Most everyone who has used a time clock is familiar with the idea of “buddy punching”. A way for one worker to punch in for another, ensuring hours are recorded for an otherwise absent employee, buddy punching is a problem for the workspace because it results in both employees stealing money from the employer. Even more distressing is the fact that this practice is wide spread and can cost U.S. businesses up to $200 per employee per year, according to economists.

There is good news however! Buddy punching is easier than ever to eliminate with the installation of a biometric time clock. These time clocks come in several brands and styles and can read everything from a fingerprint to a hand. This method of clocking in prevents someone else from clocking in for a friend, and creates a fair, more honest environment for everyone.

Even small companies can benefit from a biometric time clock. Not only do these clocks help stop buddy punching, but they make back the investment in them with the ease of use and peace of mind they bring. Newer devices are even able to store lots of information, including time, hours worked, holidays taken or owed, and various other data about that particular worker.

Many biometric time clocks are interactive and user-friendly. A worker can access their own work history, time sheet, and other information via the screen of the biometric time clock. While new technology can be threatening in the work environment, giving the employee access to their information allows employees to accept the device as well as helps human resources integrate cost-efficient technology into the department with little complaint.

Buddy punching is an easy problem to solve these days, so be sure you invest in a quality time clock to help you keep your business on track. Your employees, human resources, and ultimately yourself will be grateful for the ease that comes with one of these devices.

Monday, August 15, 2011

How to Simplify Your Business

Running a business can overtake your life. Every waking moment can be ruled by your business and entrepreneurs can easily become overwhelmed by daily management issues involving employees and company aspects. Effective tools to simplify your business as much as possible are key to avoiding this scenario.

The first place to focus is on management. Set specific criteria you are looking for in the hiring process, consider education level, pay and schedule needed. Have an online application form. This way you will be able to quickly weed out applicants who do not fit, saving you time. Another management time and money saver is to strengthen your supply relationships by using as few providers as possible. This will increase your purchasing power, offering you better leverage.

One more idea is to arrange for your human resource functions to be outsourced. Research shows such issues take up one-third of entrepreneurs' time. A huge benefit to outsourcing is the responsibility for missing tax payment deadlines or misfiling will fall on the shoulders of the outsourced company rather than your own. Finally, reduce the number of staff meetings you hold. Make meetings effective and concise to save your own time, as well as, getting your employees back to work.

Make use of technology. Scheduling is often the most time consuming issue for most business owners. To save time, use available software in order to assist you in scheduling employees. Some of these software packages will also assist in making payroll easier. Additionally, rather than micromanaging employees, many business owners are thankful to invest in time clocks. A time clock takes the babysitting out of employees, respecting their scheduled hours along with providing useful documentation.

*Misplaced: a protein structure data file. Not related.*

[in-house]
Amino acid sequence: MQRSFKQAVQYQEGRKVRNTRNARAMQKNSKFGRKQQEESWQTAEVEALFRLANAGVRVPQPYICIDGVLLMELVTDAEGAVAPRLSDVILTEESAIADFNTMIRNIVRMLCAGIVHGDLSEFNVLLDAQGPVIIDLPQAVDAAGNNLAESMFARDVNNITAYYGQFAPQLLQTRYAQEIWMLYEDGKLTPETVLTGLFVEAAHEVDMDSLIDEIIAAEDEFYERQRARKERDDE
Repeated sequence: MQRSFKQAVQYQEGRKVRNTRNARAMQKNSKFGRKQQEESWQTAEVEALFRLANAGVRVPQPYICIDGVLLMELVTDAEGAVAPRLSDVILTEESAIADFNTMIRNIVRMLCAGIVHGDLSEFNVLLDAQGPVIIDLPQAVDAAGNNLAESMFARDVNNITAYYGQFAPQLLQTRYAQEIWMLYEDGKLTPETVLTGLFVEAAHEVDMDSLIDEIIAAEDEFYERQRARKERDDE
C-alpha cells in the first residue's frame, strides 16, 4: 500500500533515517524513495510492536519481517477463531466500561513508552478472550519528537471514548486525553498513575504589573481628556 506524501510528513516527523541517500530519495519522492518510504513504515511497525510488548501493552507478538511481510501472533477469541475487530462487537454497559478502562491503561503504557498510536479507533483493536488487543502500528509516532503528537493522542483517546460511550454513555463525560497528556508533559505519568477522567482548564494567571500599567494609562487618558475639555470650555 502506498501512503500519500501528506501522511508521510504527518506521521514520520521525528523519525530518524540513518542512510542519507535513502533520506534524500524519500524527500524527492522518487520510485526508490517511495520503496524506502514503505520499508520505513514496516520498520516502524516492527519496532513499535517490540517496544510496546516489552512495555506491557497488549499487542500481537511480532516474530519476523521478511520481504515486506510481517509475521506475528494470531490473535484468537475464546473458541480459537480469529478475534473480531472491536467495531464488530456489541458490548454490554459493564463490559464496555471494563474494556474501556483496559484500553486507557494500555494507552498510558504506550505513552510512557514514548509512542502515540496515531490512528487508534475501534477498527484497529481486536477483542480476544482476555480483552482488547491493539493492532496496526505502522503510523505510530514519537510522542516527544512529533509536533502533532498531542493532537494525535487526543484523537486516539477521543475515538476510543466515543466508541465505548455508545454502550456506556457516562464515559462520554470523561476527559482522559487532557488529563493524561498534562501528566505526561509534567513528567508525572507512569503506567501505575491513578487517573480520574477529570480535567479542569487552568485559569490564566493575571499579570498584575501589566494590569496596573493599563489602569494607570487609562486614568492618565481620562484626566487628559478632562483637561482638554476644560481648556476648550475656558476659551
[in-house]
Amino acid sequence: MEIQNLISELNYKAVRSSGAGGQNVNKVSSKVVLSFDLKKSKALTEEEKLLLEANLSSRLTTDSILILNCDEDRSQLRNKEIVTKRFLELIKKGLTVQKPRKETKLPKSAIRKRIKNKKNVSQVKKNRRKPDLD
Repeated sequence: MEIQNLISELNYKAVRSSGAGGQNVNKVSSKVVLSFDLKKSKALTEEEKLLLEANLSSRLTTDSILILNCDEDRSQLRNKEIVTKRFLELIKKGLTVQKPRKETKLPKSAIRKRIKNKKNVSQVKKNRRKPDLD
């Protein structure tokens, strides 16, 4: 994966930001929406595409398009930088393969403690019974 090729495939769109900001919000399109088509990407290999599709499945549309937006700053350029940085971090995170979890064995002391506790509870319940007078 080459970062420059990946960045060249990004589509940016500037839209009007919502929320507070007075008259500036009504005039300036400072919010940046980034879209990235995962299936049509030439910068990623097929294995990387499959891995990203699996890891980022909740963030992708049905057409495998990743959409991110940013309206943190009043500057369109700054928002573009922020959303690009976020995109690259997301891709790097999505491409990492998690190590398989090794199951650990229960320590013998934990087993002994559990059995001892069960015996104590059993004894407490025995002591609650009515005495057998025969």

Another overall area to simplify is your marketing. The first step in this is to find out how you are doing. Have comment cards or online surveys available to your customers for feedback. Then, utilize local business to build partnerships. Start with your own customers, suppliers and vendors who are also business owners. Another idea is to cut out the middle men and meet your consumers directly.

Finally, ensure that you allow yourself personal time. Make decisions on what you are comfortable outsourcing and what you only feel comfortable doing yourself. Set boundaries for yourself which will limit how much work time you allow yourself to attend to personal matters. This way, when you are not at work, you will be able to really focus on family or friends.

Tuesday, August 9, 2011

How to Make Changes to Time Clock Protocol

The time clock is often one of those unnoticed, yet important components of a work environment. Employees get used to the system after a short while and the clock becomes part of the daily routine for many workers. However, great car must be made when changing the time clock routine, as the slightest changes to this procedure can wreak havoc on morale, accounting systems, and the overall effectiveness of the human resources department. There are a few steps that will help make the transition from one protocol to another efficient as well as avoid upsetting and interrupting employees and the work cycle.

If changing the clock entirely, meet and discuss the new system with that company’s representatives. Show them your old system in detail so that the rep will better understand what you are up against in terms of clock protocol changes. Often, new systems are so similar to the old ones that very little discussion is needed, and extremely similar time clock systems may require little employee training. However, most time clock protocol change calls for at least some employee orientation, management meetings, and a written notice of the new policies.